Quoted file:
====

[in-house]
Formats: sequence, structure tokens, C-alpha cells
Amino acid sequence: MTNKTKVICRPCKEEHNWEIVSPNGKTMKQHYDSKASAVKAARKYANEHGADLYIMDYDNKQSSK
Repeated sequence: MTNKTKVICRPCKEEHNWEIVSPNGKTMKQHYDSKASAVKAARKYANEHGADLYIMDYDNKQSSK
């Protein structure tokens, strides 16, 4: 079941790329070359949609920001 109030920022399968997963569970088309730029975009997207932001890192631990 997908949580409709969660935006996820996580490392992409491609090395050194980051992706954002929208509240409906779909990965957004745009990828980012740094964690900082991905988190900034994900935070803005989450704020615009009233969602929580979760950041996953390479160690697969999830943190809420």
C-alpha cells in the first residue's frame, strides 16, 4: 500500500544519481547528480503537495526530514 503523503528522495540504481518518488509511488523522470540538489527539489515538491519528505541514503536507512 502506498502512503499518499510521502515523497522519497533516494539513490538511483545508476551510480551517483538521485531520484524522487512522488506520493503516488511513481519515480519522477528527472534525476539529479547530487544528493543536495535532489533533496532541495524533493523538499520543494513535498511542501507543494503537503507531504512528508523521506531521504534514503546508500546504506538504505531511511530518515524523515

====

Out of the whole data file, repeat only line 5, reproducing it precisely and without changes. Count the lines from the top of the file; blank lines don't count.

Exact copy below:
């Protein structure tokens, strides 16, 4: 079941790329070359949609920001 109030920022399968997963569970088309730029975009997207932001890192631990 997908949580409709969660935006996820996580490392992409491609090395050194980051992706954002929208509240409906779909990965957004745009990828980012740094964690900082991905988190900034994900935070803005989450704020615009009233969602929580979760950041996953390479160690697969999830943190809420």